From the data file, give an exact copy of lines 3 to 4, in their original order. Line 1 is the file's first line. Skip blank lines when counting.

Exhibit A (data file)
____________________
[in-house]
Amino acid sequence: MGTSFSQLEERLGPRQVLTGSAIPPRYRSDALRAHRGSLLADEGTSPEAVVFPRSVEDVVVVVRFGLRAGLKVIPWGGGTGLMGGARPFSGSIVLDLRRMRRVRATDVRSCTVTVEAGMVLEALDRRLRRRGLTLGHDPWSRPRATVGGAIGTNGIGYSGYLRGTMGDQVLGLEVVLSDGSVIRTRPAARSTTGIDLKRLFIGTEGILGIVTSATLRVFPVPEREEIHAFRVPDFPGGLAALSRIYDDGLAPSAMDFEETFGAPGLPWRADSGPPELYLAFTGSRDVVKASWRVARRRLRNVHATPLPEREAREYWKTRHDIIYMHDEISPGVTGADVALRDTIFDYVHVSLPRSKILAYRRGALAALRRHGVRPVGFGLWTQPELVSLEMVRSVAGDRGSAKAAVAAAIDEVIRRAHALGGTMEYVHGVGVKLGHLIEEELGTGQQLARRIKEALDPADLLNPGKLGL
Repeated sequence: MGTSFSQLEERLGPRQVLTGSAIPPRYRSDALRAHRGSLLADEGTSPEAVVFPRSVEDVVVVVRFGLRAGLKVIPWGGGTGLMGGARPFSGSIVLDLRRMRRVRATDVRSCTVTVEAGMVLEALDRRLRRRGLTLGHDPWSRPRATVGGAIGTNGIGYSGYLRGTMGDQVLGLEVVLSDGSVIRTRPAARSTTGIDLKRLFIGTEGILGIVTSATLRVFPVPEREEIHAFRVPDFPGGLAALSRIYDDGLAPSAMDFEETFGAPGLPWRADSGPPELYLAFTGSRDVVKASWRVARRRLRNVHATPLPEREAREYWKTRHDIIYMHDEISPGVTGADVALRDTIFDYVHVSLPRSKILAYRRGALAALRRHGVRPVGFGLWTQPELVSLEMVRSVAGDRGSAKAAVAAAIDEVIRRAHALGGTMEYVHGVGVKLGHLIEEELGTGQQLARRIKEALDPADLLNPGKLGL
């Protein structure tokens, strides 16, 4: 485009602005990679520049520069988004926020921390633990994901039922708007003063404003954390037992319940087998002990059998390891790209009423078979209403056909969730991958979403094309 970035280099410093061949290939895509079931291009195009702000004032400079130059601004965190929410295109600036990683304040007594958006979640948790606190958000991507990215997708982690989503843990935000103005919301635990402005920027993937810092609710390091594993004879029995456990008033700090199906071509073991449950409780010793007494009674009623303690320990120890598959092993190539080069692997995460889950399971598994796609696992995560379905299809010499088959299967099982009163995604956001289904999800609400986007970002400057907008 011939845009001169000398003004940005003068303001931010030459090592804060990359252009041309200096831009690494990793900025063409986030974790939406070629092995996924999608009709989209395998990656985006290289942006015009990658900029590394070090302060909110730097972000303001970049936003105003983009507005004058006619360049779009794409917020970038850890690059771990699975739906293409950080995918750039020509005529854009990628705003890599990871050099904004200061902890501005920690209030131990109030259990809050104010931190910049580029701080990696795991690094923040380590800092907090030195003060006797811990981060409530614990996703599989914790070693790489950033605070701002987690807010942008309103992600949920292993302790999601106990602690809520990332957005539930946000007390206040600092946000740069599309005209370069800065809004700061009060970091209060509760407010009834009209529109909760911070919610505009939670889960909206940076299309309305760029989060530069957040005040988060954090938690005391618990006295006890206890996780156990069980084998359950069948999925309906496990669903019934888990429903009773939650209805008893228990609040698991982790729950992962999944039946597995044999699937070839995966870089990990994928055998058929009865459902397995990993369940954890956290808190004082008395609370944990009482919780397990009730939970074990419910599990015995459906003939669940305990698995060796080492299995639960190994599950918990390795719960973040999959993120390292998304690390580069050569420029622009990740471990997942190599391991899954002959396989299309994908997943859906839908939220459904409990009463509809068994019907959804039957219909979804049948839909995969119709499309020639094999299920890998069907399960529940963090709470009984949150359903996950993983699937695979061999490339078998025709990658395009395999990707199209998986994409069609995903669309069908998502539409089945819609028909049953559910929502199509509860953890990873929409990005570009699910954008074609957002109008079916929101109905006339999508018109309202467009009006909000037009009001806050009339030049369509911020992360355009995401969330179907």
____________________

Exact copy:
Repeated sequence: MGTSFSQLEERLGPRQVLTGSAIPPRYRSDALRAHRGSLLADEGTSPEAVVFPRSVEDVVVVVRFGLRAGLKVIPWGGGTGLMGGARPFSGSIVLDLRRMRRVRATDVRSCTVTVEAGMVLEALDRRLRRRGLTLGHDPWSRPRATVGGAIGTNGIGYSGYLRGTMGDQVLGLEVVLSDGSVIRTRPAARSTTGIDLKRLFIGTEGILGIVTSATLRVFPVPEREEIHAFRVPDFPGGLAALSRIYDDGLAPSAMDFEETFGAPGLPWRADSGPPELYLAFTGSRDVVKASWRVARRRLRNVHATPLPEREAREYWKTRHDIIYMHDEISPGVTGADVALRDTIFDYVHVSLPRSKILAYRRGALAALRRHGVRPVGFGLWTQPELVSLEMVRSVAGDRGSAKAAVAAAIDEVIRRAHALGGTMEYVHGVGVKLGHLIEEELGTGQQLARRIKEALDPADLLNPGKLGL
């Protein structure tokens, strides 16, 4: 485009602005990679520049520069988004926020921390633990994901039922708007003063404003954390037992319940087998002990059998390891790209009423078979209403056909969730991958979403094309 970035280099410093061949290939895509079931291009195009702000004032400079130059601004965190929410295109600036990683304040007594958006979640948790606190958000991507990215997708982690989503843990935000103005919301635990402005920027993937810092609710390091594993004879029995456990008033700090199906071509073991449950409780010793007494009674009623303690320990120890598959092993190539080069692997995460889950399971598994796609696992995560379905299809010499088959299967099982009163995604956001289904999800609400986007970002400057907008 011939845009001169000398003004940005003068303001931010030459090592804060990359252009041309200096831009690494990793900025063409986030974790939406070629092995996924999608009709989209395998990656985006290289942006015009990658900029590394070090302060909110730097972000303001970049936003105003983009507005004058006619360049779009794409917020970038850890690059771990699975739906293409950080995918750039020509005529854009990628705003890599990871050099904004200061902890501005920690209030131990109030259990809050104010931190910049580029701080990696795991690094923040380590800092907090030195003060006797811990981060409530614990996703599989914790070693790489950033605070701002987690807010942008309103992600949920292993302790999601106990602690809520990332957005539930946000007390206040600092946000740069599309005209370069800065809004700061009060970091209060509760407010009834009209529109909760911070919610505009939670889960909206940076299309309305760029989060530069957040005040988060954090938690005391618990006295006890206890996780156990069980084998359950069948999925309906496990669903019934888990429903009773939650209805008893228990609040698991982790729950992962999944039946597995044999699937070839995966870089990990994928055998058929009865459902397995990993369940954890956290808190004082008395609370944990009482919780397990009730939970074990419910599990015995459906003939669940305990698995060796080492299995639960190994599950918990390795719960973040999959993120390292998304690390580069050569420029622009990740471990997942190599391991899954002959396989299309994908997943859906839908939220459904409990009463509809068994019907959804039957219909979804049948839909995969119709499309020639094999299920890998069907399960529940963090709470009984949150359903996950993983699937695979061999490339078998025709990658395009395999990707199209998986994409069609995903669309069908998502539409089945819609028909049953559910929502199509509860953890990873929409990005570009699910954008074609957002109008079916929101109905006339999508018109309202467009009006909000037009009001806050009339030049369509911020992360355009995401969330179907």